We at Orinam register our condolences at the passing of Shakuntala Devi today (Sunday, April 21, 2013) in Bangalore. Born in 1939, Shakuntala Devi rose to fame as a computational wizard at the age of five, and went on to achieve international acclaim as a mathematician. In 1977, the same year she extracted the 23rd root of a 201-digit number mentally, she also published “The World of Homosexuals”, typically the last book to be mentioned in any biographic account of hers.
The book, consisting of interviews with homosexual men in India and a same-sex couple in Canada, is remarkable for its progressive approach to the subject. Twenty four years after the publication of this book, Shakuntala Devi, speaking out in Vismita Gupta-Smith’s documentary “For Straights Only” , said that the book was motivated by her marriage to a homosexual man. The marriage was a failure, but instead of reacting in a homophobic manner, she felt the need to look at the subject of homosexuality more closely and try to understand it. In her words “My only qualification for writing this book is that I am a human being.”
Featured in the book are interviews with “Venkata Subramaniam”, a senior company executive who narrates his self-discovery of homosexuality, and the double existence he plans to lead with his same-sex lover and the woman his parents have chosen for him. Another interview is with a young man who has come out to his parents by way of explaining why his does not want to get married to a woman. She has also interviewed Srinivasa Raghavachariar, head-priest of the Srirangam temple in Tiruchirapally district, who opines that same-sex lovers must have been opposite-sex lovers in a previous birth.
Here are some quotes from Shakuntala Devi’s book.
“Immorality does not consist in being different. It consists in not allowing others to be so. It is not the individual whose sexual relations depart from the social custom who is immoral – but those are immoral who would penalize him for being different. A law-abiding citizen who respects the rights and dignities of others, if he is made to suffer merely for deviating from the conventional norm, is not the offender – he is the victim”.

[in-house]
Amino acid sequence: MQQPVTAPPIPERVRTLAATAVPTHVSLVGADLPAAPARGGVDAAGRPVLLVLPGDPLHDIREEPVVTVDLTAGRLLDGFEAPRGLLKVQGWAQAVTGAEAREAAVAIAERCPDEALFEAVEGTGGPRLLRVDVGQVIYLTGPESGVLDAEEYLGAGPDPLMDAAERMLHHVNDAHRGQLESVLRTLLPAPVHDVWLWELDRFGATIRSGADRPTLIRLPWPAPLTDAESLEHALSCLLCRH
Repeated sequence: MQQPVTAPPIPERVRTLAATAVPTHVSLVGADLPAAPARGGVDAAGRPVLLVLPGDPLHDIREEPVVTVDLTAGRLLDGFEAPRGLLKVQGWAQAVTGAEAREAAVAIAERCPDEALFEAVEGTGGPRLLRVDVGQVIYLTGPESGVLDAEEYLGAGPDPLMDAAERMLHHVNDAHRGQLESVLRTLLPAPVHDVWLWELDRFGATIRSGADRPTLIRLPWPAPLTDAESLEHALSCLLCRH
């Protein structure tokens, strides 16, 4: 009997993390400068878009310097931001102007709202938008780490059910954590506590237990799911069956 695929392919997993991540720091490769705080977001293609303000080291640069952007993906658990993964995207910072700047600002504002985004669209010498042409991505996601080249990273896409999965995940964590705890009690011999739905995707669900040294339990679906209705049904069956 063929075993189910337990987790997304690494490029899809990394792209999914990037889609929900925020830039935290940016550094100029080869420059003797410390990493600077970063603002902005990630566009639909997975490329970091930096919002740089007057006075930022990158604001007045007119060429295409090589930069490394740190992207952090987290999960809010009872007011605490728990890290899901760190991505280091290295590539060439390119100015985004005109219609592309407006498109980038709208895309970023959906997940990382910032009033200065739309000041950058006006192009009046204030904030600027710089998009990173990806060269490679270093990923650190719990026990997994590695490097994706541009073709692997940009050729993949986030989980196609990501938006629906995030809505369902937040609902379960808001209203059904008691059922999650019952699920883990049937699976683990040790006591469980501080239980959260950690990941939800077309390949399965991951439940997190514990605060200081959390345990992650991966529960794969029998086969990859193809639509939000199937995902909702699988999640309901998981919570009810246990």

“What we know is that many decent, intelligent, moral and apparently normal people find their own sex more exciting than the opposite sex. They are found in all walks of life and in all professions. If homosexuals want to live within the discipline of society, what does the society expect them to do? Live a life of total celibacy?
“An important question that arises in the thinking members of society is - must then these millions who already exist and tens of millions yet to be born be condemned to misery, loneliness and degradation?
“The time is overdue now, when rather than pretending that homosexuals don’t exist, or hoping to eradicate them by the sheer weight of disapproval or prison sentences, we face the facts squarely in the eye and find room for them so that they can live unfettered and unmolested, and make their contribution to the common good of community”
“On this level nothing less than full and complete acceptance will serve – not tolerance and not sympathy.”
Amazing stuff, this!
We close on a non-queer theme by paying tribute to Shakuntala Devi’s first love, mathematics, in her own words. The following, from “Mathability” is her almost evangelical plea for people to take up the subject.